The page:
According to Fox, there has been a lack of campus uniformity in informing faculty and professional academic advisors on the new requirements.

Faculty advisors on the IPFW campus reported knowing very little about changes made to state financial aid.

According to Rhonda Meriwether, academic advising center director, there is no current effort to inform faculty and professional advisors on the financial implications that the changes to state aid may have on state aid recipients.

“We are very concerned about this policy direction. It has the potential to very much impact our student’s ability to continue to receive state support”, George McClellan, IPFW vice chancellor of student affairs said.

However, some students simply cannot take 15 credit hours or more because of other life responsibilities like, working or taking care of a family, according to Fox.

For the majority of those types of students graduating in four years is just not going to be possible or practical, Creek said.

Fox said, she would only advise students who can handle taking 15 credit hours or more to do so.

“If it’s right for you I think it’s great” Assistant Vice Chancellor of Student Success and Transitions Krissy Creager said. “If it’s not right for you, I don’t think it is something students should feel like they have to do.”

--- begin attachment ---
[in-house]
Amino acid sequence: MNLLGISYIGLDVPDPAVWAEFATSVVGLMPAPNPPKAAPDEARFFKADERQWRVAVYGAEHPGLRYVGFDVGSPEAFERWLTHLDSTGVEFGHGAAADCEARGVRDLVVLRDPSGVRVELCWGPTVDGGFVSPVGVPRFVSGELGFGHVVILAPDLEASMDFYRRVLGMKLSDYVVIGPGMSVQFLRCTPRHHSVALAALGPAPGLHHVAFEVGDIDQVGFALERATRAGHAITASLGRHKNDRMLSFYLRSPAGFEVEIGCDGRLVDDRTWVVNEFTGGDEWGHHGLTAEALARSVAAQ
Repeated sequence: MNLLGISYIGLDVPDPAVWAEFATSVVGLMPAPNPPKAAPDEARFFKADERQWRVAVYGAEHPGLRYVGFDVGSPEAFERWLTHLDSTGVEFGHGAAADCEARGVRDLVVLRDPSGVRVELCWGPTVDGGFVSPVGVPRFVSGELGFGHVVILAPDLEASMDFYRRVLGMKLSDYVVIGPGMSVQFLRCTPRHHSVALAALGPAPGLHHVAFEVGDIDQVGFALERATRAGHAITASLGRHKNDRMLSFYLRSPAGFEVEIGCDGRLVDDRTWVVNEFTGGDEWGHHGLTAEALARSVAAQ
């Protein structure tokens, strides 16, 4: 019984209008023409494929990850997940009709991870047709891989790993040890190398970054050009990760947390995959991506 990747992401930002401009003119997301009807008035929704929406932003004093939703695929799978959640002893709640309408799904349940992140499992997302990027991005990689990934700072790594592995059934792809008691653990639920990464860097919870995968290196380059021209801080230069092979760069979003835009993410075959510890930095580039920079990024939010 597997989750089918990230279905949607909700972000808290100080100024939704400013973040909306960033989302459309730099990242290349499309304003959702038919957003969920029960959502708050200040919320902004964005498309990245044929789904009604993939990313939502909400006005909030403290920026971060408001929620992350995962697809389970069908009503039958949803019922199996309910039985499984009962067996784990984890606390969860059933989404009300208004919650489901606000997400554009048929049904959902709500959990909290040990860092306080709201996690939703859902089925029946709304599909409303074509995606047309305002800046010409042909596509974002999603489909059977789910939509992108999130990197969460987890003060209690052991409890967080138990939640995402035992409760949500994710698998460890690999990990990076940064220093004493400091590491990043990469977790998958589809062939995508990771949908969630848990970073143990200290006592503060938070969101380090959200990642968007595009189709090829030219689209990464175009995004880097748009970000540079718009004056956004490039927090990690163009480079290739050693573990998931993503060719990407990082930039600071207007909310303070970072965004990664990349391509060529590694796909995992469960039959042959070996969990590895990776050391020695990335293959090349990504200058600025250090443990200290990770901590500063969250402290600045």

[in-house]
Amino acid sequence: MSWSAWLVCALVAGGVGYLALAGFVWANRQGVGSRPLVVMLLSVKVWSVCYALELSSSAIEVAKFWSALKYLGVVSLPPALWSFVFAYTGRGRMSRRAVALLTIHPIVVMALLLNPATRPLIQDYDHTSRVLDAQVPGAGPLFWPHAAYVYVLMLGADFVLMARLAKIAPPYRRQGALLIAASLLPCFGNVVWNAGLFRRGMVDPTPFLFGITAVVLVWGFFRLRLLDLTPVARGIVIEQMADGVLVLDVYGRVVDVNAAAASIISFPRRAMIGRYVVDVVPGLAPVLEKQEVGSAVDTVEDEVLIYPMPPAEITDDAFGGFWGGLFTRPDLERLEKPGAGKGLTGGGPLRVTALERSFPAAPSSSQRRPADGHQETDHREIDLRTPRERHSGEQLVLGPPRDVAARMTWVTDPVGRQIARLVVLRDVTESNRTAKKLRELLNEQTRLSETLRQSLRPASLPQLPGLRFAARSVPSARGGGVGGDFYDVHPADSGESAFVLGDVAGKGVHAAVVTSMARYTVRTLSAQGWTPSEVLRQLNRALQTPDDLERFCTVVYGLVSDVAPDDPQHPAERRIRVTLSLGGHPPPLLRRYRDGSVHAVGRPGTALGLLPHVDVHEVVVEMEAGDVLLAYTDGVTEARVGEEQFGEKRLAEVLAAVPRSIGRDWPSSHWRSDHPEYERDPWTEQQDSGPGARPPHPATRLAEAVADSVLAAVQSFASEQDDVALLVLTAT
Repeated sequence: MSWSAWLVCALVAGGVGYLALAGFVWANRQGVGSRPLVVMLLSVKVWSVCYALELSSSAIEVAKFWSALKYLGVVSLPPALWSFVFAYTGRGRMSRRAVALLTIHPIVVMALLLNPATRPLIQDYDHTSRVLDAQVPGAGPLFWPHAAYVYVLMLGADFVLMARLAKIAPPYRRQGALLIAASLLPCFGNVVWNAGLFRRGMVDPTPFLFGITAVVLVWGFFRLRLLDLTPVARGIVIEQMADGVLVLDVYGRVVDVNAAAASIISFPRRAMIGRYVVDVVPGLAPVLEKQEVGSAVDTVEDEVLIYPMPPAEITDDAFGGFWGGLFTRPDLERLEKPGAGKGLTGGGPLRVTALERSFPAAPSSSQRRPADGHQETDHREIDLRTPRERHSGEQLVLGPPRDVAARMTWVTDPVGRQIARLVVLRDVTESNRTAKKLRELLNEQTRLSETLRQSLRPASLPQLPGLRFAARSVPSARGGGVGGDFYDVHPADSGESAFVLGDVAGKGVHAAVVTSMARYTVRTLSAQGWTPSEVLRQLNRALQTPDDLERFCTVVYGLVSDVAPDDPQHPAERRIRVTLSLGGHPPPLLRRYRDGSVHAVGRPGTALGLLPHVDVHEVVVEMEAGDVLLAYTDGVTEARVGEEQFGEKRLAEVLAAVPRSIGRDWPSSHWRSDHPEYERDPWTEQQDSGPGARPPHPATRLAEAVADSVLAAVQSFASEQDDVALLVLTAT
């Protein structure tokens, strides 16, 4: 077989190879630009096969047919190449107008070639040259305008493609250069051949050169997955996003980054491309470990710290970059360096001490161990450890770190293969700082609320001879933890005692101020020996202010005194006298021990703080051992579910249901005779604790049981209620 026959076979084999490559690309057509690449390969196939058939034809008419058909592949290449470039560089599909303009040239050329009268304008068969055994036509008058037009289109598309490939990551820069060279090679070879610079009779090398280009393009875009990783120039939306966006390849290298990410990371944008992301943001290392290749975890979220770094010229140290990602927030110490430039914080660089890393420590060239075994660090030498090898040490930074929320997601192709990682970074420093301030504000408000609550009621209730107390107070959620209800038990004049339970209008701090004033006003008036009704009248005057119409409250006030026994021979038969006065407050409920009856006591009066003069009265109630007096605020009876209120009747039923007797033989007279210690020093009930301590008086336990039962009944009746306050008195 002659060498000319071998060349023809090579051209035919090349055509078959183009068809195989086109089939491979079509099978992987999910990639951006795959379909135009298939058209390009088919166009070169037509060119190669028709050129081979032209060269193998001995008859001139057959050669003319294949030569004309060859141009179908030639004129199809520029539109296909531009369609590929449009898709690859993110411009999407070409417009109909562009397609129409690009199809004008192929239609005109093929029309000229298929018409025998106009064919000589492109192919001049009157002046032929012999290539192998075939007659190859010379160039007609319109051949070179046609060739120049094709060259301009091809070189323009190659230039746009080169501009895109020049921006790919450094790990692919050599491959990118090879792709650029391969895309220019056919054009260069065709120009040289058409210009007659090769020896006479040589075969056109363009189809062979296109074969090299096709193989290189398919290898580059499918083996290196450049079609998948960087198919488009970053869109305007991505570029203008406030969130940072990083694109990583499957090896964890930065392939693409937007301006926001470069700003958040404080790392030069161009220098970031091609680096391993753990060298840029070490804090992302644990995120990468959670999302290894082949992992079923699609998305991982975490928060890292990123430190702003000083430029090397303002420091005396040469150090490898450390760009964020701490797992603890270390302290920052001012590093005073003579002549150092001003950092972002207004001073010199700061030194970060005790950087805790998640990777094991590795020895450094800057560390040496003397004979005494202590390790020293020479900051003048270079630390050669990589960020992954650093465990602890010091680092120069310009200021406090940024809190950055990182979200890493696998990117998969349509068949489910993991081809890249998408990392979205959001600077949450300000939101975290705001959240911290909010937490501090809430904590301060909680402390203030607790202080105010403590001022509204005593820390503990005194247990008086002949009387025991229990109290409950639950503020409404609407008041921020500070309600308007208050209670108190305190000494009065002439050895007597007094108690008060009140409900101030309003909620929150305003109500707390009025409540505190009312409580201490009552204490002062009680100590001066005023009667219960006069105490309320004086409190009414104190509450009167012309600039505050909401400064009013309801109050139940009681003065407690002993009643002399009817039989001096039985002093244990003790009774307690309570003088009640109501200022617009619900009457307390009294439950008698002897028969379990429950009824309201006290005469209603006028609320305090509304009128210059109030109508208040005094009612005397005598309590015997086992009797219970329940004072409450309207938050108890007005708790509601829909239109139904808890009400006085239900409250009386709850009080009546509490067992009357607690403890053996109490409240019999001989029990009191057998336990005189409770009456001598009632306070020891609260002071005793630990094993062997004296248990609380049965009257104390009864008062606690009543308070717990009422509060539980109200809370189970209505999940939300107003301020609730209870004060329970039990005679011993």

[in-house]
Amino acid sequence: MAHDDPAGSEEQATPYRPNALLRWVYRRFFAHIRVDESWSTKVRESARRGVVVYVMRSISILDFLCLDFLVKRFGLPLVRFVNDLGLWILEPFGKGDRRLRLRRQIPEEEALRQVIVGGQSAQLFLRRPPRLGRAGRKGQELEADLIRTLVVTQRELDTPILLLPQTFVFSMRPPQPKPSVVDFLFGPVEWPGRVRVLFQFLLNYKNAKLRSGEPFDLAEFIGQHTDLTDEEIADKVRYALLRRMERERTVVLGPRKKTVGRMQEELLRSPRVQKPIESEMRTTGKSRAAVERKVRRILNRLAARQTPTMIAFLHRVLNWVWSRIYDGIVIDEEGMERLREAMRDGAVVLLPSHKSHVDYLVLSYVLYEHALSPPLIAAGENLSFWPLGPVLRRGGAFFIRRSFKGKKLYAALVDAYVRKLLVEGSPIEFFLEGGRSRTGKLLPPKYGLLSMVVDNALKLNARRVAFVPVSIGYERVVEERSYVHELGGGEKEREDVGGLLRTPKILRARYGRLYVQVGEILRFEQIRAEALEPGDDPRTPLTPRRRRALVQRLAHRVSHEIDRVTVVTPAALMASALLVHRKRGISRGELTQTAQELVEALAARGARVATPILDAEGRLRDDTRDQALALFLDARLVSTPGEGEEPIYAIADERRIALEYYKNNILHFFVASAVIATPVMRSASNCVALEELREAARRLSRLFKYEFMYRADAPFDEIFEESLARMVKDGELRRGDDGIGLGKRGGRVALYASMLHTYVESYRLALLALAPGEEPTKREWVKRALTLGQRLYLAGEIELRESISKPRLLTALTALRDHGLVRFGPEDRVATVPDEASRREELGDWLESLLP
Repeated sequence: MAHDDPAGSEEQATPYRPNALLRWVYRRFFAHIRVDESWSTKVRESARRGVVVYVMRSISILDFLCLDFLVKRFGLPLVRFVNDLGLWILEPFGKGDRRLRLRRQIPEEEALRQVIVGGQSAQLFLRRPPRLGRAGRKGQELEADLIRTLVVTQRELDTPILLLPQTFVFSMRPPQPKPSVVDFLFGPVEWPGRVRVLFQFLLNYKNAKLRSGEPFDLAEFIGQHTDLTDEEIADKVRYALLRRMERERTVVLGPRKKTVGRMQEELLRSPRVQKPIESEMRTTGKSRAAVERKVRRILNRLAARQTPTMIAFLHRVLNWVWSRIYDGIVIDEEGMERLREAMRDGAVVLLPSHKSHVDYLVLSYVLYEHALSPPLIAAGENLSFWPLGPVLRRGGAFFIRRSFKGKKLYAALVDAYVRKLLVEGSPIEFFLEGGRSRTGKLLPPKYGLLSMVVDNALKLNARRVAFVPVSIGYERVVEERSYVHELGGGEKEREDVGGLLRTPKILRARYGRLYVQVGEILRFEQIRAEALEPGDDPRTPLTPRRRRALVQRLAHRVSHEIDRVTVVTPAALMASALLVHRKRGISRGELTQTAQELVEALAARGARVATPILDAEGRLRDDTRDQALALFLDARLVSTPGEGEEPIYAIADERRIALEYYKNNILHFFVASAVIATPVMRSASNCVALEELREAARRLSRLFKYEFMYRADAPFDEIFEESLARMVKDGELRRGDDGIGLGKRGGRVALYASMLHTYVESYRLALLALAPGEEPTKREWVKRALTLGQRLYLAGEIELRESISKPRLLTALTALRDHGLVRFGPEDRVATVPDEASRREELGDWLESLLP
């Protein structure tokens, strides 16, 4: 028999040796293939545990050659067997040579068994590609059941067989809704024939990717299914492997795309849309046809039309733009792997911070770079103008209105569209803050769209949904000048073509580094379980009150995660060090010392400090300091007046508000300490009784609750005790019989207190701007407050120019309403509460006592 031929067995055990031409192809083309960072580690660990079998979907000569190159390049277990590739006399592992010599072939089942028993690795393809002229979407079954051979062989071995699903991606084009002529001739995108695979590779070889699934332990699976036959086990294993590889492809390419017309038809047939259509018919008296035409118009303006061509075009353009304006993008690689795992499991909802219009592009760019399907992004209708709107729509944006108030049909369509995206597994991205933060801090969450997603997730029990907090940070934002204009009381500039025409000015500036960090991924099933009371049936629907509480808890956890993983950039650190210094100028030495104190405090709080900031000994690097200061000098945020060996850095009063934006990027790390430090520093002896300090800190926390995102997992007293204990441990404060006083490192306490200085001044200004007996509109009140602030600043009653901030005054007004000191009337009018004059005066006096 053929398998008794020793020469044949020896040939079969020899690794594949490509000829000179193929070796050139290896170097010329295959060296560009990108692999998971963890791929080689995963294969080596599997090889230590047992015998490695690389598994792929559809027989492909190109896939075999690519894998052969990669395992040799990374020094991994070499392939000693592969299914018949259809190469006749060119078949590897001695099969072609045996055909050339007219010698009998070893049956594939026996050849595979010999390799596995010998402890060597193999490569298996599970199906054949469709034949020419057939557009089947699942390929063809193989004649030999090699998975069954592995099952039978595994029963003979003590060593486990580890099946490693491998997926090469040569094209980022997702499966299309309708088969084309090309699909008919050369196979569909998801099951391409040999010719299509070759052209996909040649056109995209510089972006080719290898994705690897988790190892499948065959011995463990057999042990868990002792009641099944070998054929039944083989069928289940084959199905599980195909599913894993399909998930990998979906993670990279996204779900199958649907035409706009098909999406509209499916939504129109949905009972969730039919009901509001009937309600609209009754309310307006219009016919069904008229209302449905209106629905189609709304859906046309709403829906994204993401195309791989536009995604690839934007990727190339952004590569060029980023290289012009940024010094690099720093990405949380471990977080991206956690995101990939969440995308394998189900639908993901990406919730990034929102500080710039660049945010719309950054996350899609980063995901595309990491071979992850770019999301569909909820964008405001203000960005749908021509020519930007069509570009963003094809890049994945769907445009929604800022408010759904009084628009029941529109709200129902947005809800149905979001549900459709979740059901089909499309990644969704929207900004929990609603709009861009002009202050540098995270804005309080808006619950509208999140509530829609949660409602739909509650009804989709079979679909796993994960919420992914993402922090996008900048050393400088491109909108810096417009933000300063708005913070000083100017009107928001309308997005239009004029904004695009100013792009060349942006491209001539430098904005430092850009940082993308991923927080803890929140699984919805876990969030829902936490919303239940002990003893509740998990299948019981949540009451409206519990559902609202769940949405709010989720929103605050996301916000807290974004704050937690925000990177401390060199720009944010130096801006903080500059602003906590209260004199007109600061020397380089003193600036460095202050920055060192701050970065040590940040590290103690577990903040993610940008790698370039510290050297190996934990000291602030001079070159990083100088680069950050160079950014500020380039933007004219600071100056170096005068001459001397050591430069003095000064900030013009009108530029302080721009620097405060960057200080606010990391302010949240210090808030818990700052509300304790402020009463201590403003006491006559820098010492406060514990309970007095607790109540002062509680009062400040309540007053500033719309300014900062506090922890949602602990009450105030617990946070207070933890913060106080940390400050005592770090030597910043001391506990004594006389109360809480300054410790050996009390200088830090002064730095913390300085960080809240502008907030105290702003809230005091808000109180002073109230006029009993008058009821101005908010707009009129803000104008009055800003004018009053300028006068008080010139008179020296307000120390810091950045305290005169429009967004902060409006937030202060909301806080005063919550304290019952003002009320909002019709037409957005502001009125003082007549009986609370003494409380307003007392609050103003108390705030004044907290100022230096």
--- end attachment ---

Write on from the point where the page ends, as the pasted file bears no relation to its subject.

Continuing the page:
“If 15 doesn’t work for you don’t do it,” said doermer school of business academic advisor Karen Casazza. “Some people work full time and part time and they can’t do it. If that is your sweet spot, stick with that. It doesn’t matter to us how long it takes you.”

However, some students and advisors are not aware of the financial impact not graduating within four years could have on their state aid, Fox said.

The majority of IPFW students do not fully understand the requirements of the financial awards and loans, Associate Director of Financial Aid, Michael Carpenter said.

According to Fox, it is the student’s responsibility to understand and seek out help about financial aid.

According to Christopher Pine, a financial aid advisor, every student can schedule a meeting with a financial advisor but such meetings are rare.

Pine said students can access information about the requirements for the O’Bannon grant at any time through My IPFW or when they accept the award.

The Frank O’Bannon requirements are not explained to students when they are accepting the award, Fox said.

According to Fox, students don’t even have to accept the O’Bannon grant to receive it. It is automatically awarded and students must opt out of it, if they don’t want it, Fox said.